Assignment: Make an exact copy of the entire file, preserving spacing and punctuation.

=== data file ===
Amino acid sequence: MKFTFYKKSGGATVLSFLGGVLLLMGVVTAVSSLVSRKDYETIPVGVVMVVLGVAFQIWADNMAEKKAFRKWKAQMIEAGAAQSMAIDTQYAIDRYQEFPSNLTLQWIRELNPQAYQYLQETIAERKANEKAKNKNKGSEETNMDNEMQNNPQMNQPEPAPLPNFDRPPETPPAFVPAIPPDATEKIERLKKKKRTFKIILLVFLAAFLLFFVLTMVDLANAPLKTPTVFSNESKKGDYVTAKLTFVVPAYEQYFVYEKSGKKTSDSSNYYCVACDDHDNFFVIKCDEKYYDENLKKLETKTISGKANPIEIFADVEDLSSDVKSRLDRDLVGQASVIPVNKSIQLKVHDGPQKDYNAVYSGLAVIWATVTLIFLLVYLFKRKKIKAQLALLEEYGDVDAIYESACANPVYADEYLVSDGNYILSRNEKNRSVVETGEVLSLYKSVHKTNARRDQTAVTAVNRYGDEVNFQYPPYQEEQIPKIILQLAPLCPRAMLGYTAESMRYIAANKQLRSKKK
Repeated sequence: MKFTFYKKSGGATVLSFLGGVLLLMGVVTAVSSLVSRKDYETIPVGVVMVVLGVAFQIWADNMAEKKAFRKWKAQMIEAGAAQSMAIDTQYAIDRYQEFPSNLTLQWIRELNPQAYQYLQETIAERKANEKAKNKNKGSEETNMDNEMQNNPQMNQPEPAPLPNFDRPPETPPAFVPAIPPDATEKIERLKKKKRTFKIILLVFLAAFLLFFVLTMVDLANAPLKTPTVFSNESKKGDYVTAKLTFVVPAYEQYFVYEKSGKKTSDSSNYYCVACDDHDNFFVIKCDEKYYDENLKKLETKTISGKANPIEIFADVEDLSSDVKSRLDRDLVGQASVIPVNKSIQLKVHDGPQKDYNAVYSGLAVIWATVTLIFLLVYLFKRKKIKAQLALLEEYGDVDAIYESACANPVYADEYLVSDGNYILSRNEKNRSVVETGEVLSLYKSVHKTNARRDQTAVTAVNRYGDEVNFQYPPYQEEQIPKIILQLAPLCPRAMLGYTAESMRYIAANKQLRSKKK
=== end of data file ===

Amino acid sequence: MKFTFYKKSGGATVLSFLGGVLLLMGVVTAVSSLVSRKDYETIPVGVVMVVLGVAFQIWADNMAEKKAFRKWKAQMIEAGAAQSMAIDTQYAIDRYQEFPSNLTLQWIRELNPQAYQYLQETIAERKANEKAKNKNKGSEETNMDNEMQNNPQMNQPEPAPLPNFDRPPETPPAFVPAIPPDATEKIERLKKKKRTFKIILLVFLAAFLLFFVLTMVDLANAPLKTPTVFSNESKKGDYVTAKLTFVVPAYEQYFVYEKSGKKTSDSSNYYCVACDDHDNFFVIKCDEKYYDENLKKLETKTISGKANPIEIFADVEDLSSDVKSRLDRDLVGQASVIPVNKSIQLKVHDGPQKDYNAVYSGLAVIWATVTLIFLLVYLFKRKKIKAQLALLEEYGDVDAIYESACANPVYADEYLVSDGNYILSRNEKNRSVVETGEVLSLYKSVHKTNARRDQTAVTAVNRYGDEVNFQYPPYQEEQIPKIILQLAPLCPRAMLGYTAESMRYIAANKQLRSKKK
Repeated sequence: MKFTFYKKSGGATVLSFLGGVLLLMGVVTAVSSLVSRKDYETIPVGVVMVVLGVAFQIWADNMAEKKAFRKWKAQMIEAGAAQSMAIDTQYAIDRYQEFPSNLTLQWIRELNPQAYQYLQETIAERKANEKAKNKNKGSEETNMDNEMQNNPQMNQPEPAPLPNFDRPPETPPAFVPAIPPDATEKIERLKKKKRTFKIILLVFLAAFLLFFVLTMVDLANAPLKTPTVFSNESKKGDYVTAKLTFVVPAYEQYFVYEKSGKKTSDSSNYYCVACDDHDNFFVIKCDEKYYDENLKKLETKTISGKANPIEIFADVEDLSSDVKSRLDRDLVGQASVIPVNKSIQLKVHDGPQKDYNAVYSGLAVIWATVTLIFLLVYLFKRKKIKAQLALLEEYGDVDAIYESACANPVYADEYLVSDGNYILSRNEKNRSVVETGEVLSLYKSVHKTNARRDQTAVTAVNRYGDEVNFQYPPYQEEQIPKIILQLAPLCPRAMLGYTAESMRYIAANKQLRSKKK